Data on COVID-19 is imperfect. States are tracking it in different ways. The availability of testing has been different in different places. Not everyone with the virus becomes symptomatic enough to realize they should be tested. And not everyone who has died received a test.
Still, one of the most pressing questions is, "Are cases increasing or decreasing?" Given the imperfections in the data we have, it is difficult to answer that question with certainty. But we can share what we do have. This table and these graphs will update daily with numbers compiled by the New York Times. They show levels of new cases and deaths for various regions in Missouri and Illinois.
The first set of graphs focuses on how Missouri's two major population centers have experienced the pandemic, in contrast to the rest of the state. They show trends for the St. Louis and Kansas City bi-state regions, as well what Missouri as a whole would look like if you exclude those densely populated areas.
The second set of graphs compares Missouri and Illinois.
Again, these numbers don't tell a complete story in themselves. An increase in testing might correspond with an increase in new cases being reported, even when the actual rate of people being infected with the virus remains steady. Localized outbreaks that show as peaks on the graph don't necessarily mean the virus is spreading out of control. But, combined with our other reporting on this pandemic and its effects on our region, these numbers can help you be more informed about what's happening.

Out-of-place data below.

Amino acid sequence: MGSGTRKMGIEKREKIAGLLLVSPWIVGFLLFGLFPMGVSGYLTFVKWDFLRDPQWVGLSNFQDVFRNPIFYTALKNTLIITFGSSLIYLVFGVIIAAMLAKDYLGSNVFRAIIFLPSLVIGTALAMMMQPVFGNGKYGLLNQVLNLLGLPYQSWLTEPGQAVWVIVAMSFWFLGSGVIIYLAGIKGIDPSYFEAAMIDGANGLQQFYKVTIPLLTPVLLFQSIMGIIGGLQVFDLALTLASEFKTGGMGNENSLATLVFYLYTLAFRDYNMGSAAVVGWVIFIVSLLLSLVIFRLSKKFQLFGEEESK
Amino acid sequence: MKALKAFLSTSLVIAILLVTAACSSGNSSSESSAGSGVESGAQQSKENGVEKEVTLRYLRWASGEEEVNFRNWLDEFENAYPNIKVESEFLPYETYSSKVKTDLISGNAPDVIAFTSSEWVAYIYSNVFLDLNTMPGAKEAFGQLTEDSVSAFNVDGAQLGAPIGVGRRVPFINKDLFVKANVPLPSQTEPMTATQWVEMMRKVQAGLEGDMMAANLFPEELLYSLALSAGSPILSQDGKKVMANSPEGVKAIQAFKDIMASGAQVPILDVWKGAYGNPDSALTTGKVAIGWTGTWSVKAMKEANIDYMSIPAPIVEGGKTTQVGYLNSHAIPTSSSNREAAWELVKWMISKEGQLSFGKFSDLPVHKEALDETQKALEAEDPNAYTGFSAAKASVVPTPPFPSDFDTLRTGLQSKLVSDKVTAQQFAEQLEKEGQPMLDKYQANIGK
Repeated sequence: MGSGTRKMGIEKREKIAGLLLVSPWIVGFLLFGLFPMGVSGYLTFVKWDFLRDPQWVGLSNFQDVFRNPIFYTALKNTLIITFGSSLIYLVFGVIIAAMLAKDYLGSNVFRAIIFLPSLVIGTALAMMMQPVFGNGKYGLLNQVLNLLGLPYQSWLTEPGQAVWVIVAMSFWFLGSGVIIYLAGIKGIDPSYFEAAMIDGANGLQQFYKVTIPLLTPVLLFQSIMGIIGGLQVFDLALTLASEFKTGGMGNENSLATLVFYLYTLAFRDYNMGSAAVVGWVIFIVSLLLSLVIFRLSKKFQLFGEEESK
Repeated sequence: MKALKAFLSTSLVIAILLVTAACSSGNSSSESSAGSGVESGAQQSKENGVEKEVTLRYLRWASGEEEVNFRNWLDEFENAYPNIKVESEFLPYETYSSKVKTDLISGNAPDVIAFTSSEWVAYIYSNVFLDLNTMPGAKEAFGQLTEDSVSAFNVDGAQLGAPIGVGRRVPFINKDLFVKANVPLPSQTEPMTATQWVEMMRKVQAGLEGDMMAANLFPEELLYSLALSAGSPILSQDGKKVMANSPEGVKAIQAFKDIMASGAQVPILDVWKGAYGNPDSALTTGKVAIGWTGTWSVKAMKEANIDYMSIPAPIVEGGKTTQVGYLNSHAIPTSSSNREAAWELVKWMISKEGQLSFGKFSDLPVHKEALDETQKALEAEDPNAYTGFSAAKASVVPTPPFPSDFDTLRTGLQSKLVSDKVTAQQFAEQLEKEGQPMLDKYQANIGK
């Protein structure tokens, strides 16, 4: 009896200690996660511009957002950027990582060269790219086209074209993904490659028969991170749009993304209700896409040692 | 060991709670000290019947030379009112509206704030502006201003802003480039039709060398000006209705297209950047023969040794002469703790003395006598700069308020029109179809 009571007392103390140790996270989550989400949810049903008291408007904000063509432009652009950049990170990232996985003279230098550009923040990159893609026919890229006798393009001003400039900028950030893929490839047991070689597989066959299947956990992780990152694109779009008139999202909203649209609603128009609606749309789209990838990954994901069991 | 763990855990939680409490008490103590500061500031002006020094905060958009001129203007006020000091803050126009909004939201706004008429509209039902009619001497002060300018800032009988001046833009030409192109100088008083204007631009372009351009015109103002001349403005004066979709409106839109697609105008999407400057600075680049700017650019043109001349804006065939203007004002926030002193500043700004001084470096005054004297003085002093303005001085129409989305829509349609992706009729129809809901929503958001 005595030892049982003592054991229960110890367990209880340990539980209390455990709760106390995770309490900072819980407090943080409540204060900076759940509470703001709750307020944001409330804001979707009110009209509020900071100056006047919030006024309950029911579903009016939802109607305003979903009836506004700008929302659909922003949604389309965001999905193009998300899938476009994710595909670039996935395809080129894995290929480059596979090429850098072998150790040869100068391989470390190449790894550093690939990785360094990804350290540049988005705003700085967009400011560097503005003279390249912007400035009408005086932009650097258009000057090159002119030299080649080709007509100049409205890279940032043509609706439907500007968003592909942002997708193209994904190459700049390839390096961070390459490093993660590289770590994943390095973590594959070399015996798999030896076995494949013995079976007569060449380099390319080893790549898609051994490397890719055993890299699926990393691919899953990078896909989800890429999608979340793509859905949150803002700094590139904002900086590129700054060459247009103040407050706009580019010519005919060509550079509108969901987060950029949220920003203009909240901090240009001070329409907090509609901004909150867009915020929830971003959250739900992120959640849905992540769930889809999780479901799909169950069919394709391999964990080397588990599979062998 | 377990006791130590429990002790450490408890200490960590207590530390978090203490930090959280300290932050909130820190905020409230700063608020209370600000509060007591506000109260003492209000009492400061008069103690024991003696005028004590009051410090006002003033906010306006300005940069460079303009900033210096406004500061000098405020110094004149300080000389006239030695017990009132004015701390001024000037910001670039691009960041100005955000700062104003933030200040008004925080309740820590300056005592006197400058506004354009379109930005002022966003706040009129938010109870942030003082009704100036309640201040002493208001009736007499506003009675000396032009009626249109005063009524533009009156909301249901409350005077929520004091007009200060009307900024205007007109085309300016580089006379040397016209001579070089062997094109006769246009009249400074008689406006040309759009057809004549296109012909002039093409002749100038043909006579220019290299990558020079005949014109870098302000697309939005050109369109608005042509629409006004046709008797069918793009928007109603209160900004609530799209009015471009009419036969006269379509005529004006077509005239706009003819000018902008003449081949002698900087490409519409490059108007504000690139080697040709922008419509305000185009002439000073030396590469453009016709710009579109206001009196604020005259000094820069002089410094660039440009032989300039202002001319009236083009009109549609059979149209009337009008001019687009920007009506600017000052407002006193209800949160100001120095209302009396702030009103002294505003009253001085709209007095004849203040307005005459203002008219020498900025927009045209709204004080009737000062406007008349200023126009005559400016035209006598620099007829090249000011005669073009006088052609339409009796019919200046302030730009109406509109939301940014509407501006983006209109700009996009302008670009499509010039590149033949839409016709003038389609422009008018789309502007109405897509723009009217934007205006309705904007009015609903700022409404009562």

Are coronavirus cases decreasing?
Follow Brent on Twitter: @brentajones
Our priority is you. Support coverage that’s reliable, trustworthy and more essential than ever. Donate today.
Send questions and comments about this story to email@example.com